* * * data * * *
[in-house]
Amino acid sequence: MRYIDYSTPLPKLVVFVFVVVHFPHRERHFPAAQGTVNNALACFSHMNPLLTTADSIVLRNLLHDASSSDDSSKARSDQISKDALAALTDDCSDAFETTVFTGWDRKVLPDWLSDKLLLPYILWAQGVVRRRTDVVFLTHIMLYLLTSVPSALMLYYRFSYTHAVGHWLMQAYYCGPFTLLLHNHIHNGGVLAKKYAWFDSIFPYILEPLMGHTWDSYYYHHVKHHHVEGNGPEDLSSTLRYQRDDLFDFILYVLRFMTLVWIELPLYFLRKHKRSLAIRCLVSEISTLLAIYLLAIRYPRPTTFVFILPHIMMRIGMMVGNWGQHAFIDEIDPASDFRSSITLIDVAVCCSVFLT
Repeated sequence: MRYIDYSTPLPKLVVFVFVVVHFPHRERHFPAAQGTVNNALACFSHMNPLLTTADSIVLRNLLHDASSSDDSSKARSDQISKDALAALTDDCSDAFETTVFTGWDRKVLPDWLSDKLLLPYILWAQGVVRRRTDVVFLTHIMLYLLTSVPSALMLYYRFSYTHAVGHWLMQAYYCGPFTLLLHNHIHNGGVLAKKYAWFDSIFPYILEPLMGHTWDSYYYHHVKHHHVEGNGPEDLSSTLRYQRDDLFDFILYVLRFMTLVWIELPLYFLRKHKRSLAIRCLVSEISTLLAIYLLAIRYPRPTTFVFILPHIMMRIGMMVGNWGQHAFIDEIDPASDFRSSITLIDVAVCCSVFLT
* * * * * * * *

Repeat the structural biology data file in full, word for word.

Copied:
[in-house]
Amino acid sequence: MRYIDYSTPLPKLVVFVFVVVHFPHRERHFPAAQGTVNNALACFSHMNPLLTTADSIVLRNLLHDASSSDDSSKARSDQISKDALAALTDDCSDAFETTVFTGWDRKVLPDWLSDKLLLPYILWAQGVVRRRTDVVFLTHIMLYLLTSVPSALMLYYRFSYTHAVGHWLMQAYYCGPFTLLLHNHIHNGGVLAKKYAWFDSIFPYILEPLMGHTWDSYYYHHVKHHHVEGNGPEDLSSTLRYQRDDLFDFILYVLRFMTLVWIELPLYFLRKHKRSLAIRCLVSEISTLLAIYLLAIRYPRPTTFVFILPHIMMRIGMMVGNWGQHAFIDEIDPASDFRSSITLIDVAVCCSVFLT
Repeated sequence: MRYIDYSTPLPKLVVFVFVVVHFPHRERHFPAAQGTVNNALACFSHMNPLLTTADSIVLRNLLHDASSSDDSSKARSDQISKDALAALTDDCSDAFETTVFTGWDRKVLPDWLSDKLLLPYILWAQGVVRRRTDVVFLTHIMLYLLTSVPSALMLYYRFSYTHAVGHWLMQAYYCGPFTLLLHNHIHNGGVLAKKYAWFDSIFPYILEPLMGHTWDSYYYHHVKHHHVEGNGPEDLSSTLRYQRDDLFDFILYVLRFMTLVWIELPLYFLRKHKRSLAIRCLVSEISTLLAIYLLAIRYPRPTTFVFILPHIMMRIGMMVGNWGQHAFIDEIDPASDFRSSITLIDVAVCCSVFLT